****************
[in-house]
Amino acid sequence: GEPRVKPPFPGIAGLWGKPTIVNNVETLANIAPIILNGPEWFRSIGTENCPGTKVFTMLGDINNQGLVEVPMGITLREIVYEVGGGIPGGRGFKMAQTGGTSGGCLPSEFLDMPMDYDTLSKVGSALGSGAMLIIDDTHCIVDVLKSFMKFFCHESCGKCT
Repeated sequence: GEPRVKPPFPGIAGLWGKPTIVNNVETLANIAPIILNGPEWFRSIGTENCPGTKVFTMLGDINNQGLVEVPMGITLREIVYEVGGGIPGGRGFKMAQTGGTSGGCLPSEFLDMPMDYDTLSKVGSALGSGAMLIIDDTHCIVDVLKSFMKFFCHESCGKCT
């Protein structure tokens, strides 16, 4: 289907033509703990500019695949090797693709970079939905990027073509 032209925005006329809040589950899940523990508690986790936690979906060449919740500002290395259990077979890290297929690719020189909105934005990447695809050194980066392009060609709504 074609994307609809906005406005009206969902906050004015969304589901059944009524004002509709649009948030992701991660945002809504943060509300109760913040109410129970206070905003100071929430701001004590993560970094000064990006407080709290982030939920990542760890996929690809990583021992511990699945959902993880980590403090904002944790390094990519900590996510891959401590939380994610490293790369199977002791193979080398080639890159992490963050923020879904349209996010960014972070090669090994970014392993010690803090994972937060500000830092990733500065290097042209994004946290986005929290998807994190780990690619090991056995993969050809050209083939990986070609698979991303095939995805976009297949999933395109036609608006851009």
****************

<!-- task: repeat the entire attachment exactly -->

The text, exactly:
[in-house]
Amino acid sequence: GEPRVKPPFPGIAGLWGKPTIVNNVETLANIAPIILNGPEWFRSIGTENCPGTKVFTMLGDINNQGLVEVPMGITLREIVYEVGGGIPGGRGFKMAQTGGTSGGCLPSEFLDMPMDYDTLSKVGSALGSGAMLIIDDTHCIVDVLKSFMKFFCHESCGKCT
Repeated sequence: GEPRVKPPFPGIAGLWGKPTIVNNVETLANIAPIILNGPEWFRSIGTENCPGTKVFTMLGDINNQGLVEVPMGITLREIVYEVGGGIPGGRGFKMAQTGGTSGGCLPSEFLDMPMDYDTLSKVGSALGSGAMLIIDDTHCIVDVLKSFMKFFCHESCGKCT
């Protein structure tokens, strides 16, 4: 289907033509703990500019695949090797693709970079939905990027073509 032209925005006329809040589950899940523990508690986790936690979906060449919740500002290395259990077979890290297929690719020189909105934005990447695809050194980066392009060609709504 074609994307609809906005406005009206969902906050004015969304589901059944009524004002509709649009948030992701991660945002809504943060509300109760913040109410129970206070905003100071929430701001004590993560970094000064990006407080709290982030939920990542760890996929690809990583021992511990699945959902993880980590403090904002944790390094990519900590996510891959401590939380994610490293790369199977002791193979080398080639890159992490963050923020879904349209996010960014972070090669090994970014392993010690803090994972937060500000830092990733500065290097042209994004946290986005929290998807994190780990690619090991056995993969050809050209083939990986070609698979991303095939995805976009297949999933395109036609608006851009």